August 21, 2003.
Tuesday night’s suicide bombings in Israel powerfully demonstrated the failure
of the current strategy of Palestinian Prime Minister Mahmoud Abbas in
implementing the road map. Unfortunately it had to take the death of 20
Israelis, and the injury of more than 100 others, to prove the point.
Central to the first stage of the road map is the requirement that the
Palestinians dismantle their terrorist organizations. Mr. Abbas believed he could
succeed in disarming them through negotiation, rather than force, and heralded
a three-month cease-fire declared by the terrorists in June as a sign of his
Tuesday night (the second major attack in violation of the cease-fire)
came ironically as Islamic Jihad leaders were meeting with Mr. Abbas to
discuss their cease-fire. Islamic Jihad, along with Hamas, claimed responsibility
for the killings (although Hamas incredibly denied the cease-fire was over).
But the terrorists, it is now clear, merely used the cease-fire as an opportunity
to re-arm and re-train for further attacks on Israel. It was always unrealistic of
Mr. Abbas to believe that he could suddenly persuade terrorists dedicated to
the destruction of the state of Israel to lay down their arms and accept a
two-state solution. These organizations, like al Qaeda, aim to fight until the
total destruction of their enemy. The only response is to destroy them first.
The White House appears to have accepted that the strategy the U.S. is
using toward al Qaeda is also needed here. As Sean McCormack, the White
House National Security Council spokesman, put it in the wake of the bombing,
“We call upon the Palestinian Authority to act to dismantle terrorist networks.”
The Palestinian Prime Minister and his security chief Mohammed Dahlan must
now decide what they want — a Palestinian entity perpetually at war with Israel,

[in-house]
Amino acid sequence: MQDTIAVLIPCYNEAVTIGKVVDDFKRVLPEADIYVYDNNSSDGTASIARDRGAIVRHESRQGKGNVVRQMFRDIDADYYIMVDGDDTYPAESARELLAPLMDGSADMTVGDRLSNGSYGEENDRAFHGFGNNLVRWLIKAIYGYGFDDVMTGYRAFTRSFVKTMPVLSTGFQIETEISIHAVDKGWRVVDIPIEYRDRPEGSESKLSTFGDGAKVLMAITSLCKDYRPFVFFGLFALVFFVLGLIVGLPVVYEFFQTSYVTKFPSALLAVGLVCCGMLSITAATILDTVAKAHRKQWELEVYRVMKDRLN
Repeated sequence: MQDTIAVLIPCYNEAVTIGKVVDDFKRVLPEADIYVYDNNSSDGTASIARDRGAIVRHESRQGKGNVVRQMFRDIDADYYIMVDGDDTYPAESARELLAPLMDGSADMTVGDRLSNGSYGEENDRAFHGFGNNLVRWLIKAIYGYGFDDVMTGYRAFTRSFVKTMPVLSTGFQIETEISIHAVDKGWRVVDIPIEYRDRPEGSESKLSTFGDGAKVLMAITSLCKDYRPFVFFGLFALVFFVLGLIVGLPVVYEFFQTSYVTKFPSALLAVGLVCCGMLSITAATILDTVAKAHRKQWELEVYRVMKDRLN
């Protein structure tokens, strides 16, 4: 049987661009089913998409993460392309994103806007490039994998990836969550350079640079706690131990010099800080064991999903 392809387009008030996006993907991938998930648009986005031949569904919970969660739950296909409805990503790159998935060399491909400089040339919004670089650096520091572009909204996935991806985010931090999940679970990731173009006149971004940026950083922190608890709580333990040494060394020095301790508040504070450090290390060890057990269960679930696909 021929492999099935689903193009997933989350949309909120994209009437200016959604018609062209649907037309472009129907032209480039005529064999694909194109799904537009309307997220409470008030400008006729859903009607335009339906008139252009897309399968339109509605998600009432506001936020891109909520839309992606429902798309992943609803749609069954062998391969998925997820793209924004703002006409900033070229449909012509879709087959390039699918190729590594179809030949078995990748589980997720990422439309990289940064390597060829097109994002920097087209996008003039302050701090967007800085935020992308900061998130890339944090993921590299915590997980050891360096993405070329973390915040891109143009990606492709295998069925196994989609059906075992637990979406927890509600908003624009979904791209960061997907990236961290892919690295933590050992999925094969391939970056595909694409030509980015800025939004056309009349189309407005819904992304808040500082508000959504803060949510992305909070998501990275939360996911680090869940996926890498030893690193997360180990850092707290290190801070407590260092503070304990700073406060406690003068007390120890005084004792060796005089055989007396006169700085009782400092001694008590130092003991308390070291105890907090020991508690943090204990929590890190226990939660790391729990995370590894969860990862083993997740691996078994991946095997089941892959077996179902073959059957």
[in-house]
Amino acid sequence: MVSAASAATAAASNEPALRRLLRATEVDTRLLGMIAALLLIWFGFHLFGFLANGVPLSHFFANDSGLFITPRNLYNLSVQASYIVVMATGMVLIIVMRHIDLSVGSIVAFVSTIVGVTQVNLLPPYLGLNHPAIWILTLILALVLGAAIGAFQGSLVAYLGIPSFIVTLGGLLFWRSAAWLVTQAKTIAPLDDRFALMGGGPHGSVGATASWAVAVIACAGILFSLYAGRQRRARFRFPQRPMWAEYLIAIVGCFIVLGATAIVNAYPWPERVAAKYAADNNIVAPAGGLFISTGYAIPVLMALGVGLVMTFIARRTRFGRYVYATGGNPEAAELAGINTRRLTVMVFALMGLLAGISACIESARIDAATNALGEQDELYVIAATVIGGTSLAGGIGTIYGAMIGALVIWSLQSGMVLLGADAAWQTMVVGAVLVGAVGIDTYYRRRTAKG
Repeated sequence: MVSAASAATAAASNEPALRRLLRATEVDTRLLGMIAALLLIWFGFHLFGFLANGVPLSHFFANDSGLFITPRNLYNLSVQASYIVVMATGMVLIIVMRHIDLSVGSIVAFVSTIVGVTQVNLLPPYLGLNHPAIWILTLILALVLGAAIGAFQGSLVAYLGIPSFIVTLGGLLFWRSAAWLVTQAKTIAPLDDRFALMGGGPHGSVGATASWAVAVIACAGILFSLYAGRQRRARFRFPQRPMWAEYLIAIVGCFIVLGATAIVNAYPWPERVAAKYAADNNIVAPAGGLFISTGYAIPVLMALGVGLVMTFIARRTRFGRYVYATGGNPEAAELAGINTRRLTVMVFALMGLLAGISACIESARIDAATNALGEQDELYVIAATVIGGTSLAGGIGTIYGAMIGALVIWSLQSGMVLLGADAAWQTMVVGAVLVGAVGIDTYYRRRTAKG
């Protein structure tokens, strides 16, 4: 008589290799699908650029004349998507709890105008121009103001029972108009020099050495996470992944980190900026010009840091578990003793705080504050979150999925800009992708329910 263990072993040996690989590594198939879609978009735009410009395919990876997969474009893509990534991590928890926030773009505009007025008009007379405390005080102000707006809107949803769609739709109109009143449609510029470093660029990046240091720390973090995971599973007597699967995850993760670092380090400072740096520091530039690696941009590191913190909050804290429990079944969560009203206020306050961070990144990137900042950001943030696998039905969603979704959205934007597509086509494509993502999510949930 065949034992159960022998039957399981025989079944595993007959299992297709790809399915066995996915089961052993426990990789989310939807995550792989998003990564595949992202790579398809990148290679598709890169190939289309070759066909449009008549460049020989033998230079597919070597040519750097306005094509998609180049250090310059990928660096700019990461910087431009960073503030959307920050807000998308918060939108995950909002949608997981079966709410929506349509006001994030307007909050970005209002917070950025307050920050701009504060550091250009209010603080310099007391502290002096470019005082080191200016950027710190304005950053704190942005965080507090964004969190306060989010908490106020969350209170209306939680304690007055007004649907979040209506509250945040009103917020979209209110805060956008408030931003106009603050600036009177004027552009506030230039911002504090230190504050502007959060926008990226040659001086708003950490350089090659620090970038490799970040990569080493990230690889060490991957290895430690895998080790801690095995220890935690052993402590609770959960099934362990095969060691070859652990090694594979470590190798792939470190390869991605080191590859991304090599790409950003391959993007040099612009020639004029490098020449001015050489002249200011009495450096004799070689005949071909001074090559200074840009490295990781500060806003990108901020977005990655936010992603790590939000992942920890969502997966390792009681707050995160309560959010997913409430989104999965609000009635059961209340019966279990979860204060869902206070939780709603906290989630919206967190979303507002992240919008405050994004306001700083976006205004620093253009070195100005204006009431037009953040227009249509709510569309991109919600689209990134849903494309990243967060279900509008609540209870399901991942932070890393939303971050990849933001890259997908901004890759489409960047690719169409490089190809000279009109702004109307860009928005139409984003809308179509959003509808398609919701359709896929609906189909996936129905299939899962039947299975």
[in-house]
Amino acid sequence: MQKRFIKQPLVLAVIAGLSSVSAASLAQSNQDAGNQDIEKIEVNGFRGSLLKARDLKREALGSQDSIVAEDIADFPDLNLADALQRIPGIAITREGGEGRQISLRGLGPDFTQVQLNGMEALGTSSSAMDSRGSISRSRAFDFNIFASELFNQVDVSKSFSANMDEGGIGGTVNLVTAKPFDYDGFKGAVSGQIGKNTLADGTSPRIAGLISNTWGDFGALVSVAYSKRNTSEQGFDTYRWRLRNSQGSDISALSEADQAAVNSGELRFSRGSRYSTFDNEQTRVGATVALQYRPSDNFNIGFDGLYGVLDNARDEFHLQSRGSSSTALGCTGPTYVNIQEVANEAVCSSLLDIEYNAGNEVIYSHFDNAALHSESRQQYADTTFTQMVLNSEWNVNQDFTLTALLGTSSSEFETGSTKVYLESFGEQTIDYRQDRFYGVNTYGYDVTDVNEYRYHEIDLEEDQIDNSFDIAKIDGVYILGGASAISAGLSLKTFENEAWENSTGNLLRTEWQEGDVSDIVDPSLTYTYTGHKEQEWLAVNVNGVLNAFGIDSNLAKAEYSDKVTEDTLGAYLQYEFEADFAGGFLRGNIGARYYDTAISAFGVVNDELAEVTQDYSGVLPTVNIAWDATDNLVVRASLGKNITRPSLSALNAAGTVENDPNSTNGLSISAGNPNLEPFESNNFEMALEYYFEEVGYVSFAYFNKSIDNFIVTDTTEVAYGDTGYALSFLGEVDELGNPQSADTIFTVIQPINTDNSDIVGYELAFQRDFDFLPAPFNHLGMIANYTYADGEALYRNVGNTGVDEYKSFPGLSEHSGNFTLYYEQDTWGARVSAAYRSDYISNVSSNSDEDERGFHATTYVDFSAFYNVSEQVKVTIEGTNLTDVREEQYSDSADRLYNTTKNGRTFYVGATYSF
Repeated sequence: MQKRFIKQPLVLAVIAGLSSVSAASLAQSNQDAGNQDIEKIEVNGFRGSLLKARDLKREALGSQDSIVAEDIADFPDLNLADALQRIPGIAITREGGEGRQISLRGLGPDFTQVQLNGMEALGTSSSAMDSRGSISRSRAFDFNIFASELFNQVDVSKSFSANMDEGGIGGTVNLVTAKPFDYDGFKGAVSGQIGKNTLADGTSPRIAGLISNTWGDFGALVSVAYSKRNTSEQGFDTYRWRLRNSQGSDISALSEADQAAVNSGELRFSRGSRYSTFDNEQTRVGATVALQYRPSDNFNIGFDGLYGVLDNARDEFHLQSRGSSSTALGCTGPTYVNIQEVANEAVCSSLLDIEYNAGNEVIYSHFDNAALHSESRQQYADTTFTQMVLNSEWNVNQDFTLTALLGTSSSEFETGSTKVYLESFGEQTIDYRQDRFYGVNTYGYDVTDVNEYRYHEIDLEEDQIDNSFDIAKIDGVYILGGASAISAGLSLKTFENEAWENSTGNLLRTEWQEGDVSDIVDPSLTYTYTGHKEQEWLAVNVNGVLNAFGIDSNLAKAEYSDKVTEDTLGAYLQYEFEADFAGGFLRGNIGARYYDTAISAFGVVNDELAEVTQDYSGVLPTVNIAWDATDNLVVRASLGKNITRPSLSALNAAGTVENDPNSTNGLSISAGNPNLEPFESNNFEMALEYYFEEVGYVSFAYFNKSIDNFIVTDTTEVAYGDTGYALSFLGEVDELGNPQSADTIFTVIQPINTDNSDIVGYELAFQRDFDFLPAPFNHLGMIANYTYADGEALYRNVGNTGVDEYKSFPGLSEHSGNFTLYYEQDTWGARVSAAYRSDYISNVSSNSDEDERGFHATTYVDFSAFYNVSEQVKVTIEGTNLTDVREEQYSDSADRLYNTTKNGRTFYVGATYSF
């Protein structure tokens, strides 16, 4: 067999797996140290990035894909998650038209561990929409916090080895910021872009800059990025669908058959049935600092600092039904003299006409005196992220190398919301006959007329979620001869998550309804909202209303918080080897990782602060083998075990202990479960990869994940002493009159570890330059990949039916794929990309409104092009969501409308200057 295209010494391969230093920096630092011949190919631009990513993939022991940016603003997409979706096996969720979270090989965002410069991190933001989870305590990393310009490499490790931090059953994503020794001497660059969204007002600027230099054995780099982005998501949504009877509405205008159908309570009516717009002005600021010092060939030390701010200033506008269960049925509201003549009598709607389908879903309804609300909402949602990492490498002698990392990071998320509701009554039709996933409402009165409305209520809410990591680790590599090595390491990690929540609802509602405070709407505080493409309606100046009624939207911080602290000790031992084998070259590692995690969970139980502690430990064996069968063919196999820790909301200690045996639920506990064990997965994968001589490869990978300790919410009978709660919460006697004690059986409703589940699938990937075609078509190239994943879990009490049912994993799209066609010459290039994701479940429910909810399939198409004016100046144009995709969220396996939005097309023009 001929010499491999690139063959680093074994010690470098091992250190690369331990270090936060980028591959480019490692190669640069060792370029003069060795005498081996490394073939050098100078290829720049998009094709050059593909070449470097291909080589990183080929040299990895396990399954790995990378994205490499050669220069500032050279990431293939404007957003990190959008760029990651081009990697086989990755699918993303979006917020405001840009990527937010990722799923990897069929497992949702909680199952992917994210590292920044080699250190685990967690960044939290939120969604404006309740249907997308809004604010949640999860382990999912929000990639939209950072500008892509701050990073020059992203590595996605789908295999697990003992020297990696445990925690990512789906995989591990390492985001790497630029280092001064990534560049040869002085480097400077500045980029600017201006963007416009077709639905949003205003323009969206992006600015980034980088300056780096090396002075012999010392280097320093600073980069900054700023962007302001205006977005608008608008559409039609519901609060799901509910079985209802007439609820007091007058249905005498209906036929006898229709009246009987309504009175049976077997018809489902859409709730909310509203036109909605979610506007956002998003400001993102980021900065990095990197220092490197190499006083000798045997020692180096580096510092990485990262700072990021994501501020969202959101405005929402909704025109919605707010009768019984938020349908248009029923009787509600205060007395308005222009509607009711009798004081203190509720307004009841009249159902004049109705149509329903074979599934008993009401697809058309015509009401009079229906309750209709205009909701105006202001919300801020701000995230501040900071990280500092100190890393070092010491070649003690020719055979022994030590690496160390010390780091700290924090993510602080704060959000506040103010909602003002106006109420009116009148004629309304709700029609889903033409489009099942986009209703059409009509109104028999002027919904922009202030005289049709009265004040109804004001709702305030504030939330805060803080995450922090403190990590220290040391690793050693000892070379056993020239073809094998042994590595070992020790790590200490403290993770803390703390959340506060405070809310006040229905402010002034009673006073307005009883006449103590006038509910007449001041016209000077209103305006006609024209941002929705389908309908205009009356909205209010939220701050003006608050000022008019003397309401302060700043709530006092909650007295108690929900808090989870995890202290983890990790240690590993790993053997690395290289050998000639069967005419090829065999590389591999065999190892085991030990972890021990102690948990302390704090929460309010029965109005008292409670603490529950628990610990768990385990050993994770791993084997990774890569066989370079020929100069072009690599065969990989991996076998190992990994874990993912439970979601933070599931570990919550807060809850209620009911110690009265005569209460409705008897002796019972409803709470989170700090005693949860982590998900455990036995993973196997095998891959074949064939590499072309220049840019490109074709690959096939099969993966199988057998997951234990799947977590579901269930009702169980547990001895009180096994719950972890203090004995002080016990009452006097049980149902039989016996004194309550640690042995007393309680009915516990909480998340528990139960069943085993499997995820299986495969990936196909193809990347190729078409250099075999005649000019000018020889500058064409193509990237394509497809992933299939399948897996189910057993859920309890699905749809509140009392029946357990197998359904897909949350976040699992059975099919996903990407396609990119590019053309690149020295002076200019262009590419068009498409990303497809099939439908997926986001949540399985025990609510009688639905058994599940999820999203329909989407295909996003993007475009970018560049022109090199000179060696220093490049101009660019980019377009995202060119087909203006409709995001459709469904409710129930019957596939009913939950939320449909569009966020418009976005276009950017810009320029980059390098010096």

or an internationally recognized state free to build its future. The silent majority
of Palestinians want a normal life, but the terrorists make it impossible. Messrs.
Abbas and Dahlan have shown some inclination to restrain terror, but
Tuesday’s bombing demonstrates they have a long way to go.
It also won’t be easy: One reason for their reluctance to crack down is that
they still only control a fraction of the entire Palestinian security forces. The
majority are still in the hands of Yasser Arafat, who is working hard to blow up
the road map. A genuine crackdown would mean some bloody scenes, and
perhaps even a Palestinian civil war.
Mr. Abbas has certainly been around Arafat enough to understand his old ally’s
game. Mr. Abbas was with Arafat at the 1993 Oslo Peace Accords where, like
the current road map, the Palestinians were given control of land and in return
promised to dismantle the terrorist networks.
But instead Arafat rejected Ehud Barak’s generous peace offer, launching
the intifada against Israel and giving financial and military support to the terrorists.
Like his long-time benefactor, Mr. Abbas speaks of “living in peace with Israel”
and “dismantling terror.” Arafat had a habit of then switching into Arabic and
encouraging the suicide bombers in their deadly work, which was financed by
Arafat’s Palestinian Authority.
So far Mr. Abbas has been more consistent. But he cannot straddle the worlds
of jihad and international respectability. For the first time in years, the
overthrow of Saddam Hussein’s regime, the refusal to deal with Arafat and the
presence of a U.S. President committed to fighting terrorism have produced a
glimmer of hope that the Israeli-Palestinian question can be resolved.
Mr. Abbas has a chance to turn Palestinians away from terror and lead
his people to statehood in peace with Israel. To do that, however, he must
forcibly disarm these terrorists.
If he doesn’t, Israel has a responsibility to its citizens to do it instead.